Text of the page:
How to interpret the Lifetime value report

This is a guide on how to analyze your customer data using the lifetime value report.

The basic concept of cohort analysis

In  cohort analysis, we're following how a group of customers who bought the first time at a certain month or year (=a cohort) buy in consecutive months and years. Instead of looking at how a single customer has behaved, it breaks them into groups based on customers' first purchase date for analysis.

Cohort analysis is a method that only uses historical data - it doesn't do any predictions. That's why it's a more reliable method also for smaller stores that don't have enough order for statistically significant predictions. Read more about predictive lifetime value on our blog post.

Some questions you can answer with cohort analysis:

  • How much new customers from 2018 have purchased in 2019?
  • How many sales margin a new customer generates in the first year?
  • How much I can spend on new customer acquisition if I want to turn a profit on a customer after 6 months? 
  • Is there a difference in LTV between different products/categories?

But first, let's learn to read the report!

How to read the LTV report

Here's an example from one of our test stores. Customers are by default grouped to groups by the month they made their first order.

Every row represents a fixed group of customers and every column is a month after their first purchase. In the picture below, there are 4398 new customers who made their first purchase in January 2018. In the first actual cell, the 61€ means that these customers purchased in average total 61€ per customer on their first month as customers.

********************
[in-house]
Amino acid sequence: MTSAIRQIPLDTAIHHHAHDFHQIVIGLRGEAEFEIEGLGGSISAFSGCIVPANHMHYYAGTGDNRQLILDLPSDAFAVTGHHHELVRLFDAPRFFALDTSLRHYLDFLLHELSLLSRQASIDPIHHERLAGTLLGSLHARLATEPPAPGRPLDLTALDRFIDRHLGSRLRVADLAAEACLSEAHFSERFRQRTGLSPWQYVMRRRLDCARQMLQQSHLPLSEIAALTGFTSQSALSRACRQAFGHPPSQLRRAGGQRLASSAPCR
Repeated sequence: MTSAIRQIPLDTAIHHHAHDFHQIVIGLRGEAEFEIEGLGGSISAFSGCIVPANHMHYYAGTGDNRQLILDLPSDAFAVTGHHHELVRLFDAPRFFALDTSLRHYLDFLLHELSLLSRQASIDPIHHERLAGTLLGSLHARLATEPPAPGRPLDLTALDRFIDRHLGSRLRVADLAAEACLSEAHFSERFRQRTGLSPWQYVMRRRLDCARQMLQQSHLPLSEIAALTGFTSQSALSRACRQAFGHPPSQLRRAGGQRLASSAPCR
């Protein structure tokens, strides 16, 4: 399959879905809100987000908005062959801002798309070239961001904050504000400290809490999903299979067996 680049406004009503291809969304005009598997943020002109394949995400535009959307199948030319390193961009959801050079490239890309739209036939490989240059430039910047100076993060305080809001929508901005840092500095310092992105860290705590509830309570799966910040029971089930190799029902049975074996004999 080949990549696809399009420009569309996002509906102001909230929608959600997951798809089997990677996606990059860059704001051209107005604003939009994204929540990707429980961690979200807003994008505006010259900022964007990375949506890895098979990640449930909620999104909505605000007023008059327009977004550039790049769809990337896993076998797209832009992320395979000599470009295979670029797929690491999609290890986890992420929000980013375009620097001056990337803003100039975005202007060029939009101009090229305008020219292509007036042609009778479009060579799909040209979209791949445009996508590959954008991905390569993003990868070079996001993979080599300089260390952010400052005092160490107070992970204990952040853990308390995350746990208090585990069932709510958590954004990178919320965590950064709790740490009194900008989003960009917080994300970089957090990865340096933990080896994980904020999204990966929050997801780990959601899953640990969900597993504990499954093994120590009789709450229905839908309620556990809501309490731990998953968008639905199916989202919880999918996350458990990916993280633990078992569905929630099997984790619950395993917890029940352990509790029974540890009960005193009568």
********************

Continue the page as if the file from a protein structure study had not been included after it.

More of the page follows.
The value is on average per customer, calculated by dividing the total sum of the first orders and then dividing it by the number of customers in the group.

Then on the next cell (Month 1), we can see a value of 65€. 

This means, that on average a customer of those original 4398 customers has made an additional order the next month resulting 4€ increase in total customer sales per user. It doesn't mean that the next month's order value was 4€, but that net new sales from that customer group on that month resulted in 4€ increase per customer when divided by the original number (4398) of customers in that cohort.

In our example with the 6-month timeline, we can see the avg. sales for that customer grow up to 85€ from the original 61€.

Choosing the right metric for your analysis

When doing your analysis, you can choose from three different metrics in the menu: 

  • Sales per customer 
  • Sales margin per customer
  • Customers

Sales per customer

Sales per customer use the actual total sales including taxes as the basis for the analysis. 

By using this metric, you can understand the total average sales by a customer over time. But keep in mind: it doesn't account for any of the product or shipping costs and so doesn't fully reflect the profitability of a customer. 

Sales margin per customer

Sales margin per customer deducts all the product and shipping related costs from the order data used and so reflects the profitability of a new customer much better. This is our recommended metric if you've got accurate product cost data.

It doesn't account for marketing costs as Lifetimely is not currently doing marketing cost attribution (coming in future).

Customers

The third option is to use the number of customers as the metric. Instead of showing monetary values, it shows what number of customers in the cohort purchased that month. So for example in the screenshot below, 15 customers from November 2018 cohort made another purchase in January 2019 (Month 2-column).

Actual value vs. the percentage 

There's this nifty little toggle for changing values from absolute values to percentages. It gives you the option to find answers to questions like "What percentage of our customers return to purchase each month?".

Filtering the report

As usual, aggregated data are not often enough and you might want to try to drill down to understand the differences between customers and products. In this case with our report, you can use filters that enable to segment the analysis using customer tags, products purchased, countries, and many more variables. 

Currently, the filters search for customers all orders and not just the first order. So if a customer has purchased a product at any point of time and you're using that product as a filter, that customer will be included in the analysis.

How to act based on the LTV report

We've written a thorough guide that will help you apply the analysis for your business problems: Check it here.

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